Evaluating user-defined conditions
abigail at abigail.be
Tue Jun 10 10:37:56 BST 2014
On Tue, Jun 10, 2014 at 09:26:17AM +0100, Andrew Beverley wrote:
> On Tue, 2014-06-10 at 09:20 +0200, Abigail wrote:
> > > # Sanitise
> > > $_ = $code;
> > > return unless /^[ \S]+$/; # Only allow normal spaces
> > > return if /[\[\]]+/; # No brackets should remain
> > > return if /\\/; # No escapes please
> > > s/"[^"]+"//g; # Remove quoted strings
> > > m!^([-()*+/0-9<> ]|&&|eq)+$! or return; # Allowed expression chars
> > So, you excluding having any alpha char (except 'eq') in the resulting
> > expression? Because that's what the last line does. Perhaps that's your
> > intention, because I've no idea what $value is going to be, other than
> > "it could be a string in quotes".
> Yes, $value is either an integer or a string in quotes. The 2 lines
> previous to the last line should remove any string in quotes, therefore
> just leaving operators and integers?
So, your loop replaces [$var] with a string in quotes, only for s/"[^"]+"//g;
to remove it? I'm a bit confused what purpose that serves.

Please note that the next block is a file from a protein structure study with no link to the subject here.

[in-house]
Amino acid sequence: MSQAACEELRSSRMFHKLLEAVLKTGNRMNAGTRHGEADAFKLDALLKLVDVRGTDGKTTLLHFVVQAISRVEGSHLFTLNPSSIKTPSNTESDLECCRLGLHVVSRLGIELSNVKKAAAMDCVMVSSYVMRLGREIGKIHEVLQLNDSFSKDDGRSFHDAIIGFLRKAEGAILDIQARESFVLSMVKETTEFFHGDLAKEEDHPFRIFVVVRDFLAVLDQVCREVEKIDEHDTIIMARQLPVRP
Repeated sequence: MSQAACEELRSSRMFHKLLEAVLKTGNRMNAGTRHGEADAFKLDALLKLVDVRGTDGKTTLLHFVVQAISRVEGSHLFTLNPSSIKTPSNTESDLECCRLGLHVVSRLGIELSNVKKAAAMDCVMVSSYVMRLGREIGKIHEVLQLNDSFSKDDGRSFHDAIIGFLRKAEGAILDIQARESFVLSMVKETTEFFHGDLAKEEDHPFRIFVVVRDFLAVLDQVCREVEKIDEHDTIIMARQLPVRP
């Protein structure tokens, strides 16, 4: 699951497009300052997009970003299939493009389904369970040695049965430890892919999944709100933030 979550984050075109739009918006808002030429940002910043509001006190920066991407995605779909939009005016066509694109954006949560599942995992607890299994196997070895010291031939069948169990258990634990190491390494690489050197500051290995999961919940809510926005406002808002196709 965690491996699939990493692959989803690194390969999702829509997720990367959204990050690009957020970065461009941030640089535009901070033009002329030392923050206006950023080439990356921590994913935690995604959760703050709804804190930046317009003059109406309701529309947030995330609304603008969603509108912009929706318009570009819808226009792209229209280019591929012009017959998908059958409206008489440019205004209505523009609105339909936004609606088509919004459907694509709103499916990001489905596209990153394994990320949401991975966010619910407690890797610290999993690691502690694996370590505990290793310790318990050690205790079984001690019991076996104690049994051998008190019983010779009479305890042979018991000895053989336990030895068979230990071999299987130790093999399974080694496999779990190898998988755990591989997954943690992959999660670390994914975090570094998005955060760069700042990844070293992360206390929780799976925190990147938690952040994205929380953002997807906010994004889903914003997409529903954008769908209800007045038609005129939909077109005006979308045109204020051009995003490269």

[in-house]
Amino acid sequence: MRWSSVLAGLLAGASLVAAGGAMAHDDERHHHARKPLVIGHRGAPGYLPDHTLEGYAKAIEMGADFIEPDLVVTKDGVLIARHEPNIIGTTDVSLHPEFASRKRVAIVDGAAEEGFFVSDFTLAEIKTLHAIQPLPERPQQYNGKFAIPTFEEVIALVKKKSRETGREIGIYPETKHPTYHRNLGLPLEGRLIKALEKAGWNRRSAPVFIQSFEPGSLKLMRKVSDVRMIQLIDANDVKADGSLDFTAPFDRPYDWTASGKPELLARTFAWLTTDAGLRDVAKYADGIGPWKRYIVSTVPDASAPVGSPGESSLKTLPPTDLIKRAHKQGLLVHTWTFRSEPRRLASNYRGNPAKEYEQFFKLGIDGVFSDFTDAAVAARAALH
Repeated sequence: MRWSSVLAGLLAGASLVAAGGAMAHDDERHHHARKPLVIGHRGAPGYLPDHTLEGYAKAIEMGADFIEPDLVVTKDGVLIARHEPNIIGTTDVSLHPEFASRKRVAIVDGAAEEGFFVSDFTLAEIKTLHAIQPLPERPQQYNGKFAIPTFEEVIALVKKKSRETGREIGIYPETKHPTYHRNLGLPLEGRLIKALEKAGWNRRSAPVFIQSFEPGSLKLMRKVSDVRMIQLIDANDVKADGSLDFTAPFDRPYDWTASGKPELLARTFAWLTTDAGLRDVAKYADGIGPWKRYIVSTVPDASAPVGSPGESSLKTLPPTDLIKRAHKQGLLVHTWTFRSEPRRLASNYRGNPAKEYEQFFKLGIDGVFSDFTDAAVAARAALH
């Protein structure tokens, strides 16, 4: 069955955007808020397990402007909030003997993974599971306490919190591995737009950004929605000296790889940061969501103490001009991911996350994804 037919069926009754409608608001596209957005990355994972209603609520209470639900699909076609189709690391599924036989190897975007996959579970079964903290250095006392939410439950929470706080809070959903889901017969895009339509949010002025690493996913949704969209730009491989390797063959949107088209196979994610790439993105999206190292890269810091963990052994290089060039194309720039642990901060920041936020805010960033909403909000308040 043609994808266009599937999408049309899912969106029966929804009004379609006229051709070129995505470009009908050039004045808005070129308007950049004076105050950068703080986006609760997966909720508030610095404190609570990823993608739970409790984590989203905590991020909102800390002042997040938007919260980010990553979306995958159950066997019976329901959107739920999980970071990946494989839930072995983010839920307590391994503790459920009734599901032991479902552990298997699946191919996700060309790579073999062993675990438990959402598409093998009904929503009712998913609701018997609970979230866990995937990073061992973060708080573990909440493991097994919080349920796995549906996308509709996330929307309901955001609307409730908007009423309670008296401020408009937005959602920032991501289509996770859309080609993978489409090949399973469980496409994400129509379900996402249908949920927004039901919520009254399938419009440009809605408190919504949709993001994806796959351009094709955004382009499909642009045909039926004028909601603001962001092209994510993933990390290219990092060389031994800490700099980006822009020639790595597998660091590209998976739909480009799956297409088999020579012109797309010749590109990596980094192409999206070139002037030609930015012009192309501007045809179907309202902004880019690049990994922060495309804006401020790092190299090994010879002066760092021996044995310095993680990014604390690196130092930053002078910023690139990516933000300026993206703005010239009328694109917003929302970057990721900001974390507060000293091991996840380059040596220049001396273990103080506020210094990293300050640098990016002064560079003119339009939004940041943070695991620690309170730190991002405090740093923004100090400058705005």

> > Now, if you do allow for alpha characters to be present, you have to make
> > sure things like "system qw xrm -rf foox" are filtered out. (As you can see,
> > the "remove quoted strings" isn't much of a filter -- q, qq, qw, qx, qr, s, m,
> > and y can take any delimiter).
> I'm happy to be restrictive to the user, and only allow straightforward
> strings in double quotes. So anything else is removed or not allowed,
> and the strings in quotes are checked as above.
I don't see any check for strings in quotes -- they're removed. Do note
though that if a user inputs a string that starts with a ", and doesn't
use " elsewhere, the s/"[^"]+"//g; doesn't strip the [$var] replacements,
it will keep them as is, stripping the rest. And you'll be left with a
single " in the string -- which fails the last test.
> I would not be surprised if I've missed something though!
Considering that you want to be really restrictive, a parser is going to
be quite simple. Why not just write a parser instead of hoping you've
catched anything potentially bad?
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